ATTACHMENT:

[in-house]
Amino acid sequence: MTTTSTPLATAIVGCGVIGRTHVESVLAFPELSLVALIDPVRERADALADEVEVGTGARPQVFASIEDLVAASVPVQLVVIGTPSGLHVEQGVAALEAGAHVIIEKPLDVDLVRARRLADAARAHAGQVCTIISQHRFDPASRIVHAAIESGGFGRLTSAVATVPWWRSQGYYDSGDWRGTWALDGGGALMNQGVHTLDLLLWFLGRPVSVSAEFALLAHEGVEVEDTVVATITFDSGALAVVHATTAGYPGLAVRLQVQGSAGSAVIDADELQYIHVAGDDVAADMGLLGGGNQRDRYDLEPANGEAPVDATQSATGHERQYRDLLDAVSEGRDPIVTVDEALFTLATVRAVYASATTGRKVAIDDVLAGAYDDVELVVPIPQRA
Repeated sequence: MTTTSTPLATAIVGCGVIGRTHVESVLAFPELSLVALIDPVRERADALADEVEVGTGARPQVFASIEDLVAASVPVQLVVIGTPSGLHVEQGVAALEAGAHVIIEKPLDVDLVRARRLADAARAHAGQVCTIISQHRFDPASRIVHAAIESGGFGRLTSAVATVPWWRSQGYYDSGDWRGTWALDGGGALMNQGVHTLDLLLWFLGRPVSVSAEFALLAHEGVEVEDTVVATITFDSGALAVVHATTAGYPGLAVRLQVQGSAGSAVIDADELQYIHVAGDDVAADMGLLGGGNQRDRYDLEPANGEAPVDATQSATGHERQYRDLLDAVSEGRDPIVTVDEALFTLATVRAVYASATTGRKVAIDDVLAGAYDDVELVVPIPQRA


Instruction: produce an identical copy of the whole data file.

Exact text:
[in-house]
Amino acid sequence: MTTTSTPLATAIVGCGVIGRTHVESVLAFPELSLVALIDPVRERADALADEVEVGTGARPQVFASIEDLVAASVPVQLVVIGTPSGLHVEQGVAALEAGAHVIIEKPLDVDLVRARRLADAARAHAGQVCTIISQHRFDPASRIVHAAIESGGFGRLTSAVATVPWWRSQGYYDSGDWRGTWALDGGGALMNQGVHTLDLLLWFLGRPVSVSAEFALLAHEGVEVEDTVVATITFDSGALAVVHATTAGYPGLAVRLQVQGSAGSAVIDADELQYIHVAGDDVAADMGLLGGGNQRDRYDLEPANGEAPVDATQSATGHERQYRDLLDAVSEGRDPIVTVDEALFTLATVRAVYASATTGRKVAIDDVLAGAYDDVELVVPIPQRA
Repeated sequence: MTTTSTPLATAIVGCGVIGRTHVESVLAFPELSLVALIDPVRERADALADEVEVGTGARPQVFASIEDLVAASVPVQLVVIGTPSGLHVEQGVAALEAGAHVIIEKPLDVDLVRARRLADAARAHAGQVCTIISQHRFDPASRIVHAAIESGGFGRLTSAVATVPWWRSQGYYDSGDWRGTWALDGGGALMNQGVHTLDLLLWFLGRPVSVSAEFALLAHEGVEVEDTVVATITFDSGALAVVHATTAGYPGLAVRLQVQGSAGSAVIDADELQYIHVAGDDVAADMGLLGGGNQRDRYDLEPANGEAPVDATQSATGHERQYRDLLDAVSEGRDPIVTVDEALFTLATVRAVYASATTGRKVAIDDVLAGAYDDVELVVPIPQRA